Global Health in a Nutshell

In an age where pathogens are emerging and spreading faster than ever before, global health is more important than ever. Yet the concept of global health remains misunderstood.

GHRP convened a special session at the 2019 Editorial Board meeting to discuss and promote an agreed definition of global health. What follows is a summary of that discussion.


There is no consensus on how to define global health. A definition for the field is essential as it guides research, policy making and practice. Several definitions have been proposed. Koplan et al describe global health as ‘the study, research and action that places a priority on improving the health of all people worldwide’. This is a useful definition, but lacks clarity as it has no clear goal and fails to emphasise the need for action.

Other definitions have a more limited scope, such as the one used by Kickbush: ‘global health refers to those health issues that transcend national boundaries and call for actions that address global forces that determine the health of populations’. This is too narrow as it excludes many important issues such as environmental pollution, climate change and economic inequality.


In order to promote global health, researchers need to understand and address the underlying factors of many diseases. These include a number of factors that are not directly related to infectious diseases, such as climate change, food insecurity and pollution.

Because global health encompasses a broad range of issues, it requires collaborations between multiple disciplines. This includes public health, medicine and other areas of science. It also involves the exchange of knowledge between nations.

Whether it’s the spread of COVID-19, antibiotic resistance or global pandemics, global health problems can have a huge impact on people and countries. Thankfully, researchers and organizations are working hard to prevent these issues. By doing so, they can make a difference in the lives of millions of people. This is why it’s important to “think globally, act locally” when it comes to global health.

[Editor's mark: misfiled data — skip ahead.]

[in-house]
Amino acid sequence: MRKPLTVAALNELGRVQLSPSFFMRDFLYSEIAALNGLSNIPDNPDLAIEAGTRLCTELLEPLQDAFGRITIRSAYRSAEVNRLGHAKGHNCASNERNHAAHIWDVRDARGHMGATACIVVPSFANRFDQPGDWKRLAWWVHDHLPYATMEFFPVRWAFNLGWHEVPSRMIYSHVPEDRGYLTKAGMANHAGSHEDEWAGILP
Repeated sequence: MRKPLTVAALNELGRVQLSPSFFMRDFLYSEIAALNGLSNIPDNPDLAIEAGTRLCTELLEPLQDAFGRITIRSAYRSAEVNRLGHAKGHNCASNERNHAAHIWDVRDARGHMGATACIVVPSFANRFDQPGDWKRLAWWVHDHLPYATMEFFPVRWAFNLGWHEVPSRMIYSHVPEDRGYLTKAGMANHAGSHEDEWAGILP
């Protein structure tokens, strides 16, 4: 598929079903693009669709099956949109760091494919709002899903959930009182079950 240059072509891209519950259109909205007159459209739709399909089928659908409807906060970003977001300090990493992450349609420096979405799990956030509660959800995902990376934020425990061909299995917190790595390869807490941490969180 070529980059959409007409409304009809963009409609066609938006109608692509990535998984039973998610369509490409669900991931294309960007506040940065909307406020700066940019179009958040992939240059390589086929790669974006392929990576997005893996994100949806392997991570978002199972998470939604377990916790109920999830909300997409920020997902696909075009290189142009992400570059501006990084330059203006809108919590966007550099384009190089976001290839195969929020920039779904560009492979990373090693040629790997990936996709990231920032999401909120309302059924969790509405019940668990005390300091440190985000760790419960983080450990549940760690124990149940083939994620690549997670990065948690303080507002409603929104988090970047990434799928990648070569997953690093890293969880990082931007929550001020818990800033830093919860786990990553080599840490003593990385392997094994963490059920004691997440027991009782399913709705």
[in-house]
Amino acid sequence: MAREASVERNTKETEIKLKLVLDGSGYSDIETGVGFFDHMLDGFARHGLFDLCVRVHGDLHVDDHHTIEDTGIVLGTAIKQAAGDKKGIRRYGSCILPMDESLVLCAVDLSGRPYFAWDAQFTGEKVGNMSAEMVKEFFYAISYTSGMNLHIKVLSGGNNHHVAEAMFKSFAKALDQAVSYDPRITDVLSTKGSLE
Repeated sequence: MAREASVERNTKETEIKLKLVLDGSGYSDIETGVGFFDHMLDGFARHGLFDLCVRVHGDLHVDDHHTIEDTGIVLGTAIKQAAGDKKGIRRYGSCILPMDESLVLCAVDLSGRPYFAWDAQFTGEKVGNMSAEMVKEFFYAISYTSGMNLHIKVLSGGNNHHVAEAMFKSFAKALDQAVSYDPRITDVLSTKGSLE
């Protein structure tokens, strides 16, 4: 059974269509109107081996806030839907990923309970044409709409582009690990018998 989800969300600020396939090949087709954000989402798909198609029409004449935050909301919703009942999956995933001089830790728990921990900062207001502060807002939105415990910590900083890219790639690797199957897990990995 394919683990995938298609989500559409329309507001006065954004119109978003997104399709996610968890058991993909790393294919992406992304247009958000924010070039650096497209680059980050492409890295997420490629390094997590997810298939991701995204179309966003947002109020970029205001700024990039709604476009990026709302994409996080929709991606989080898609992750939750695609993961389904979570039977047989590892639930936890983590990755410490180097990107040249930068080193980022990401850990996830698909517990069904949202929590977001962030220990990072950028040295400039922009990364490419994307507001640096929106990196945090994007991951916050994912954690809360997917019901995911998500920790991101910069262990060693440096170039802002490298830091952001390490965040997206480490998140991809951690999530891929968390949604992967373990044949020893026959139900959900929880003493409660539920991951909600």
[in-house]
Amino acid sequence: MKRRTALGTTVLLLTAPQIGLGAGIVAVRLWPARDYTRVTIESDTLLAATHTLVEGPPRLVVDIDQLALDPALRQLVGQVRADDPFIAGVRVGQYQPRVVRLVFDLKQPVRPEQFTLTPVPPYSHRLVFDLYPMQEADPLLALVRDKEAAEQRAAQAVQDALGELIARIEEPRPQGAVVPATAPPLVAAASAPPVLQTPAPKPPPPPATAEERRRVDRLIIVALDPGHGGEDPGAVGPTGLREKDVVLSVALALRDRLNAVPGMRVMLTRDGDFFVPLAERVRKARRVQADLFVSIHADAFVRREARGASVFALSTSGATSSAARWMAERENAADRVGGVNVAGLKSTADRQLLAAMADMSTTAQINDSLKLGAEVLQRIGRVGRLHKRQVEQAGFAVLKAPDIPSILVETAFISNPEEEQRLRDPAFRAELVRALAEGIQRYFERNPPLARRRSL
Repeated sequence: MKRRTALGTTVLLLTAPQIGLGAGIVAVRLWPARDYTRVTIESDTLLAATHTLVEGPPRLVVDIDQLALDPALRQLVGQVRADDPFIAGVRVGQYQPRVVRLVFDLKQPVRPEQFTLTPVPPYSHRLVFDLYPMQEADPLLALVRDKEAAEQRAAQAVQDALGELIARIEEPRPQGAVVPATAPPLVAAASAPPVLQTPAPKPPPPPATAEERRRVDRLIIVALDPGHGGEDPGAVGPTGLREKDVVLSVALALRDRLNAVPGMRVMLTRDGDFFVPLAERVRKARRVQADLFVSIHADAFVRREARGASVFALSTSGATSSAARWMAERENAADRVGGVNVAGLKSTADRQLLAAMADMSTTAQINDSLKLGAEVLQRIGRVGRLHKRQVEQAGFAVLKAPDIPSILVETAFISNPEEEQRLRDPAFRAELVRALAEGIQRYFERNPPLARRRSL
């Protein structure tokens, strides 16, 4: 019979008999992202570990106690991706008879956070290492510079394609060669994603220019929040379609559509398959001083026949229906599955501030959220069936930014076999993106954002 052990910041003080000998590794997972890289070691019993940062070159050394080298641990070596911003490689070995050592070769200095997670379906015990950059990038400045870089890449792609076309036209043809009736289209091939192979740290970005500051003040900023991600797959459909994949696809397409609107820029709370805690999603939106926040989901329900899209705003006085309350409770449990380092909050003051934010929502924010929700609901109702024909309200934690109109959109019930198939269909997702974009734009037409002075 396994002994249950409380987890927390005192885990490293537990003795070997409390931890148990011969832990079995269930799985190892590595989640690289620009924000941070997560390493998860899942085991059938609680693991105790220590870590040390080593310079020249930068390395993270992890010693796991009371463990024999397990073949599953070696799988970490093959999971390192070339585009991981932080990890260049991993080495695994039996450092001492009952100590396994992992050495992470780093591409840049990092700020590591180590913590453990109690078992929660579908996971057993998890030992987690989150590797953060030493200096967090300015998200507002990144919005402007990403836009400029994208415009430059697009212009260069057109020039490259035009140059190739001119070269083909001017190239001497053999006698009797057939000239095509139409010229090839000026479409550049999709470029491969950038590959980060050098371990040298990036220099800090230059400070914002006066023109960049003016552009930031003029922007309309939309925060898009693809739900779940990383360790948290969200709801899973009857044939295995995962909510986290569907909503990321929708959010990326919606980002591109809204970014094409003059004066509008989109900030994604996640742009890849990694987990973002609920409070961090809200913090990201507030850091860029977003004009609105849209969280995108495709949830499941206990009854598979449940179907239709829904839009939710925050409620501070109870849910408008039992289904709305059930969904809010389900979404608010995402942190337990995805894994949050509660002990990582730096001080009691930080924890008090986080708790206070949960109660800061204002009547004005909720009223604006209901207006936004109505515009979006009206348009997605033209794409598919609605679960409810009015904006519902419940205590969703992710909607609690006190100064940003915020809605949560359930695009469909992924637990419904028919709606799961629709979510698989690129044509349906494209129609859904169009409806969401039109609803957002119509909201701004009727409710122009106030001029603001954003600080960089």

Whether it’s stopping the spread of infectious diseases, or promoting wellness programs in developing countries, global health experts use a variety of tools to tackle the world’s most pressing health problems. No one group or individual can achieve global health solutions on their own, so it takes collaboration among different sectors and countries to reach practical and long-term goals.

Medical and public health professionals must be willing to reframe their research and practice with a global perspective. In an interconnected world, disease threats that start somewhere can quickly travel from country to country; and non-infectious diseases like obesity are a worldwide threat as well. The catchphrase “think globally, act locally” offers a useful framework for understanding global health.


As a discipline, global health focuses on global forces that affect the well-being of people. These include climate change, natural disasters, insufficient nutrition and food sources, poor education and employment, and lack of access to healthcare and medical treatments.

A shortage of nurses and other healthcare workers is one of the most pressing challenges facing many countries worldwide. The shortage of healthcare workers can lead to maldistribution, which is the misallocation of resources and skillsets among populations and geographical areas.

Kickbush defines global health as ‘those health issues that transcend national boundaries and governments. Those issues call for action on the global forces that determine people’s health’ (7). This definition has a broader scope and emphasizes the need for research and collaboration. It is a good starting point for understanding global health.

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